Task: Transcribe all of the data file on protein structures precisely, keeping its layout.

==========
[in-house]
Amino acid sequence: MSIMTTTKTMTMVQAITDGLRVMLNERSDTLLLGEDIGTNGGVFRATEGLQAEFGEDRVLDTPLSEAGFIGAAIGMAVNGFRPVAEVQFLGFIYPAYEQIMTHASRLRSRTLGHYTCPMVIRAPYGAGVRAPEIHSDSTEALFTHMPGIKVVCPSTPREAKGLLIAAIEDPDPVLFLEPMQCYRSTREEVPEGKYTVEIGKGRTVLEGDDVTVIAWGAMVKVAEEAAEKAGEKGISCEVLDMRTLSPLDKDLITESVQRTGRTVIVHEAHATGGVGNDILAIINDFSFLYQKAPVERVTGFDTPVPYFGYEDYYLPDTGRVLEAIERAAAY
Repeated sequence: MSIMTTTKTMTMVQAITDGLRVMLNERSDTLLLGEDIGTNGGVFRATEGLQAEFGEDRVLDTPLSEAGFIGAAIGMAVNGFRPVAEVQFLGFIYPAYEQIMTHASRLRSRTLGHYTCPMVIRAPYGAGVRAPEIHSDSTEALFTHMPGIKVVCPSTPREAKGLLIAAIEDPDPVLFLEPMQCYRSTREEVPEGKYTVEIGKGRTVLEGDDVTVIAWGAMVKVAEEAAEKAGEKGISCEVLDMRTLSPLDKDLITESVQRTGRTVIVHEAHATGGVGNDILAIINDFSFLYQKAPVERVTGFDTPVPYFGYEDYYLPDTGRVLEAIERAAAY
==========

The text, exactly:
[in-house]
Amino acid sequence: MSIMTTTKTMTMVQAITDGLRVMLNERSDTLLLGEDIGTNGGVFRATEGLQAEFGEDRVLDTPLSEAGFIGAAIGMAVNGFRPVAEVQFLGFIYPAYEQIMTHASRLRSRTLGHYTCPMVIRAPYGAGVRAPEIHSDSTEALFTHMPGIKVVCPSTPREAKGLLIAAIEDPDPVLFLEPMQCYRSTREEVPEGKYTVEIGKGRTVLEGDDVTVIAWGAMVKVAEEAAEKAGEKGISCEVLDMRTLSPLDKDLITESVQRTGRTVIVHEAHATGGVGNDILAIINDFSFLYQKAPVERVTGFDTPVPYFGYEDYYLPDTGRVLEAIERAAAY
Repeated sequence: MSIMTTTKTMTMVQAITDGLRVMLNERSDTLLLGEDIGTNGGVFRATEGLQAEFGEDRVLDTPLSEAGFIGAAIGMAVNGFRPVAEVQFLGFIYPAYEQIMTHASRLRSRTLGHYTCPMVIRAPYGAGVRAPEIHSDSTEALFTHMPGIKVVCPSTPREAKGLLIAAIEDPDPVLFLEPMQCYRSTREEVPEGKYTVEIGKGRTVLEGDDVTVIAWGAMVKVAEEAAEKAGEKGISCEVLDMRTLSPLDKDLITESVQRTGRTVIVHEAHATGGVGNDILAIINDFSFLYQKAPVERVTGFDTPVPYFGYEDYYLPDTGRVLEAIERAAAY